Survival Mode

She’d been in the water for seven hours. The lighthouse was her only hope. Almost.

by
Posted in , Feb 17, 2015

A woman treading water in the ocean gazes at a distant lighthouse.

Swim to my voice. The words washed over me like the waves I was hopelessly fighting, salt water spraying my face. My legs were cramping from the exertion of staying afloat. But I kept moving. I had to.

I was stranded in the Gulf of Mexico. What would happen if I stopped fighting the terrible current? Would I be swept out further into the gulf, my body never even found?

I was miles from shore. It was dark. I scanned the horizon, looking for a sign that help was on the way. All I saw were the blinking red lights of a cell tower and the faint beam of a lighthouse, both miles farther than I could swim.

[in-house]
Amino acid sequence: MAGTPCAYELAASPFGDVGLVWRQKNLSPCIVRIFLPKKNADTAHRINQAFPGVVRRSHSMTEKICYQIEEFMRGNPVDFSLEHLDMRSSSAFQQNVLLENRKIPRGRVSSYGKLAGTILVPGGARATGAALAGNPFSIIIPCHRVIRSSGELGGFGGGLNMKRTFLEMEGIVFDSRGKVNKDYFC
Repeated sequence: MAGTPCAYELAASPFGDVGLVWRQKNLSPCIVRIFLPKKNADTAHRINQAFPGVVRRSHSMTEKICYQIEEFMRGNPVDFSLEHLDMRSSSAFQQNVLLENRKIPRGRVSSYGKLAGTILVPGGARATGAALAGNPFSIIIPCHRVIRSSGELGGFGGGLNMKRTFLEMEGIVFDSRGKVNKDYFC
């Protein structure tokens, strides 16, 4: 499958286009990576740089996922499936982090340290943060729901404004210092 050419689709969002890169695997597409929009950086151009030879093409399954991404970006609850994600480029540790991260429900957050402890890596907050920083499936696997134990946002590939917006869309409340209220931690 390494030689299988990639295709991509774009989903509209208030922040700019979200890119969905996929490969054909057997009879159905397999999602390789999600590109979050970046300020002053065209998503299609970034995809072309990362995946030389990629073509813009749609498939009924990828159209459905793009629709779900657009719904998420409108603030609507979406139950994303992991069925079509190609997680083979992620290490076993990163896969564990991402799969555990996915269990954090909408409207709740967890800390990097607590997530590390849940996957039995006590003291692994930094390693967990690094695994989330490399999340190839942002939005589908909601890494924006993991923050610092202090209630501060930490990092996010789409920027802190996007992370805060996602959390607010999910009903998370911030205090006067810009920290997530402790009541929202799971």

I bobbed up and down with the waves, kicking my legs and struggling to get a steady flow of air. I’m a nurse, so I’m no stranger to crisis situations. I’m used to do-or-die, life-or-death scenarios. It’s my job to keep a level head. But I’d never been the one in danger before. Not till now. Not like this.

I’d been adrift since sunset. It had been a wonderful day. I’d met my friend Rusty for dinner in Tampa. We had plans to go to a restaurant in town, but Rusty had an impulse. “Let’s take my boat out and watch the sunset from the water first.” It was a warm summer evening and the smooth, sparkling surface of Tampa Bay looked so peaceful, so tempting.

We left from the St. Petersburg marina and sailed toward the gulf under the Skyway Bridge and then stopped south of Fort De Soto Park, the last spit of land before it’s nothing but open water. We watched the clouds turn orange and pink. The faint scent of fish lingered in the air.